We cheer the Emerald City Supporters when they deploy their tifo displays. 


This season Tom and I traveled to Vancouver BC, where our Sounders won the Cascadia Cup, a trophy that goes to the top PNW team, Vancouver, Seattle, or Portland. 


This season we also said farewell to our world class veteran, Clint Dempsey, perhaps the greatest of all US soccer players. Even the great ones wear out. 


Our team struggled this season until July, and then came from the bottom of the table to win 14 out of 16 matches to qualify second in the western division for the MLS Cup Playoffs. 

We met our greatest rival, the Portland Timbers, in the semi-final round, an away and a home match. Last night we played the home match. 

It was cold but clear, and many of us gathered in Occidental Park for the march to the match. The crowd was buzzing with enthusiasm. 
Tom and I ate a late dinner of Ivar's chowder and a shared order of fish and chips out on the third level concourse. The hot chowder warmed us in the chilly air. Overhead helicopters were hovering, monitoring the Mueller Protection March. Yes, Seattle is an activist city. 
The stadium filled slowly as fans fought traffic on a Thursday night, but fill it did, with nearly 40,000 of us there to cheer our Sounders on. The atmosphere was electric. 
It was a fury of a match, with all of us spectators on the edges of our seats or standing in tense attention, willing the ball to go into the net. The teams played to a tie, and went into overtime, where the score was tied again. Then it went to a shoot out.

That's where the Sounders came up short. At 11:00 at night, it was all suddenly over. The Portland fans went home elated, and the Sounders fans were disappointed. 

But not too disappointed. In the last two years we had been to the championship both years, winning the MLS Cup one of those years.  It can be someone else's turn. 

This was a crazy season, and an even crazier final. There were disappointing losses and elating wins. There were player injuries and recoveries and come backs and new additions and fond farewells. There were even very few rainy matches.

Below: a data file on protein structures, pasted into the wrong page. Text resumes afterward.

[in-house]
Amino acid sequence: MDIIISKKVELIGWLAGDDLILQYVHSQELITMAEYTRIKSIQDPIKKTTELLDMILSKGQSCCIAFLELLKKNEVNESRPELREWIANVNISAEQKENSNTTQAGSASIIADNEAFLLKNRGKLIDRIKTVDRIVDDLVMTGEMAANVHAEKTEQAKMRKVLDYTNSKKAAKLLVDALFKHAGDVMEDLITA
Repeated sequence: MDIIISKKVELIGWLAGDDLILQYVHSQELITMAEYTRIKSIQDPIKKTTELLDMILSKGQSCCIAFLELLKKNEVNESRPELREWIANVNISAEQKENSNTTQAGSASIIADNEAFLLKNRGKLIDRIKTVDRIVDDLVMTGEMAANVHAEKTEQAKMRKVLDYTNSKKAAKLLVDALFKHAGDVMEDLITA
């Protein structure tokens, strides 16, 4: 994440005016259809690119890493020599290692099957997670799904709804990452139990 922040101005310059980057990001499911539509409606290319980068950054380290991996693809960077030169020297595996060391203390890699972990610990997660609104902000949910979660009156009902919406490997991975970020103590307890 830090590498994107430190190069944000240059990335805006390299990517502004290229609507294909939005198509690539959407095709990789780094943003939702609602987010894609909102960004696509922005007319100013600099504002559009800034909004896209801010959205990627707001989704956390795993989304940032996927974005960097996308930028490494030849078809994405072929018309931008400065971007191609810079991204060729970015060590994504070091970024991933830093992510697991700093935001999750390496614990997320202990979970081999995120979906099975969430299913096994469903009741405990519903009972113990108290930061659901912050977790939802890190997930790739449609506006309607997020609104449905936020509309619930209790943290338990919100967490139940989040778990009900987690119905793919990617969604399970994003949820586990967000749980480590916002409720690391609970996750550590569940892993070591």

When all is said and done, soccer is a game. It is a form of entertainment. We were entertained, indeed. 

Wednesday, November 7, 2018

A Conglomeration

I scavenger hunted another bouquet from the garden this week. 

 It's a conglomeration of seeds and berries and fresh and spent flowers. There are spent hydrangeas and the last of the fresh zinnias, purple beauty berries and orange cotoneaster. There are sprigs of Abelia and sprays of a landscape grass I don't remember the name of. There are bits and pieces of a few more things too. 

A conglomeration: a number of different things, parts, or items that are grouped together. 

Our nation is kind of like that, a conglomeration of different ages and histories, origins and races and ethnicities,  lifestyles and economic conditions and educational backgrounds. We have diverse political ideals, but hopefully we share some values. So many differences, yet we are grouped together as one nation. 

Yesterday we voted. It appears that the reds got redder and the blues got bluer. I wish I could feel satisfaction over some of the outcomes. I am happy that we will now have some checks and balances in Washington DC. My blue state got bluer too. But the divisions seem to just get more bitter. 

This morning the president was back on TV berating journalists and spouting falsities, sharpening the knives that divide us.  He says he will work with the new House leadership, except not if they start investigations. But there is so much to investigate. How will we move forward? 

Conglomerations can make a pretty arrangement. It's not so hard with plants.
With nations it's a lot harder.

I guess we just keep trying. 

Monday, November 5, 2018

Glowing, Then Going

We had some windy and rainy days lately. I've enjoyed our fall foliage from inside the house, through our windows.


From the dining room.




The kitchen

The living room
 And the family room
 Where in it's last flush of color, the Full Moon Maple spreads an orange glow. 
Upstairs, I watched the changes from my tree top viewing windows.




 From the outside
Venturing outside on a dry, almost sunny day, I caught the full red glow of the trees in the back yard. 








But the passing days and the wind and the rain take their toll. 
 The carpet below grows as the cloud above thins. 

Alas, the glow is going fast.